19. Post #1699
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    Loriborn's Avatar
    October 2009
    6,033 Posts
    I said it's inspired by the design language, that design language also had a beginning somewhere, it doesn't just come out of the thin air, if they lay it down they will reference Frazetta because he is the god father of that style, he's most commonly known for that, and he has created enough artistic material that it's easily referenced to him, people look first at their influences then they look at the real life material and similarities. If you look down through what concept designers do then you will realize that.
    And Frazetta was likely inspired by Burian. His helmeted warriors are most definitely inspired by Doepler's horned helmet from Wagner's Der Ring des Nibelungen since horned helmets just didn't exist in any reasonable capacity that Frazetta would've been otherwise exposed to the idea.



    It's impossible to know whether Skyrim looked at Frank's work, or a work that was inspired by Frank's work, or a work inspired by a work inspired by Frank's work. The fact is, somewhere down the long line of "subconscious inspiration and social influence," Frank's work may or may not have been someone's inspiration and that work may have inspired some of Skyrim's work; maybe some coloration in one drawing inspired a drawing John Howe did and Skyrim sourced that. It's all convoluted.

    The fact is, very little of Frank's art directly shares similarities with anything found in Skyrim to any extent greater than can be chalked up to coincidence or sourcing from the same original works, be that the original historical finding's or from social works like Wagner's piece. Should we list Doepler and Burian as sources for Skyrim? Fact is, directly at least, most of the art direction seems to be identical to Oblivion, with some Norse inspiration fit to Oblivion's pre-existing art direction, and some generic fantasy material popularized by thousands of artists, though also found in a certain film trilogy whose concept artists, John Howe and Alan Lee, drew up some concept art that does indeed share direct similarities to Skyrim's artwork, and I'm apt to believe that concept artists in 2011 are likely to source from the most recent twists on the original ideas than trudging through outdated fantasy ideas that don't really fit the tone of Skyrim and have evolved to be a bit more mature and not intrinsically designed to turn on teen boys.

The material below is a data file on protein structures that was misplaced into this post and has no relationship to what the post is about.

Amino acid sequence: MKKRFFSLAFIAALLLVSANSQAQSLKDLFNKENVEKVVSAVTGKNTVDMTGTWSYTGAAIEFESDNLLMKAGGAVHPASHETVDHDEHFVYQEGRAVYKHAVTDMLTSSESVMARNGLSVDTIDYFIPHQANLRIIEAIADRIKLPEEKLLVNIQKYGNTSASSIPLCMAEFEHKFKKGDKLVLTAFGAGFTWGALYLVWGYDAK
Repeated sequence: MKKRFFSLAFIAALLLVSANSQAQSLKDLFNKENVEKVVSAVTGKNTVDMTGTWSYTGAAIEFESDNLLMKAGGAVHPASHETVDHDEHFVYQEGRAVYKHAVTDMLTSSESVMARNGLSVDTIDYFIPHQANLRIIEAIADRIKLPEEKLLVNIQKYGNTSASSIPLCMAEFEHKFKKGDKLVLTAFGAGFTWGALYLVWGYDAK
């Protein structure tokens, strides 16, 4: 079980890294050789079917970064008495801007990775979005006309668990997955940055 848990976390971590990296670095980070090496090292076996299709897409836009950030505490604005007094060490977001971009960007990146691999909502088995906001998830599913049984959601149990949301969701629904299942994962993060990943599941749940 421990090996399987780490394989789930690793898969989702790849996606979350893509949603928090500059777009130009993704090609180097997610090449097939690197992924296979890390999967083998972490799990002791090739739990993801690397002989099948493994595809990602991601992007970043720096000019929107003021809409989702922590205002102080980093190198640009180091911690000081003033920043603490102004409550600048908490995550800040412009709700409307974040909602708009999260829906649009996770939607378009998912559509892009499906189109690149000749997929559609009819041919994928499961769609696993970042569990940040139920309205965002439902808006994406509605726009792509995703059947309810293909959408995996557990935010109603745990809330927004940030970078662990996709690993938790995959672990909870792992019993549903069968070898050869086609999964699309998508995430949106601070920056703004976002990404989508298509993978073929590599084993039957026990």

20. Post #1700
    Weakling Member
    Grindigo's Avatar
    August 2013
    2,355 Posts
    My only biggest gripe with how Nordic culture is referenced in Skyrim is how they made it to look really gritty and poor just because war, I mean Eastern and Scandinavian cultures used to be pretty vibrant and colourful, despite wars.
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  21. Post #1701
    KING
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    ROFLBURGER's Avatar
    May 2009
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    This speaks to the feminist "men are beasts" side of me.

  22. Post #1702
    Gold Member
    Loriborn's Avatar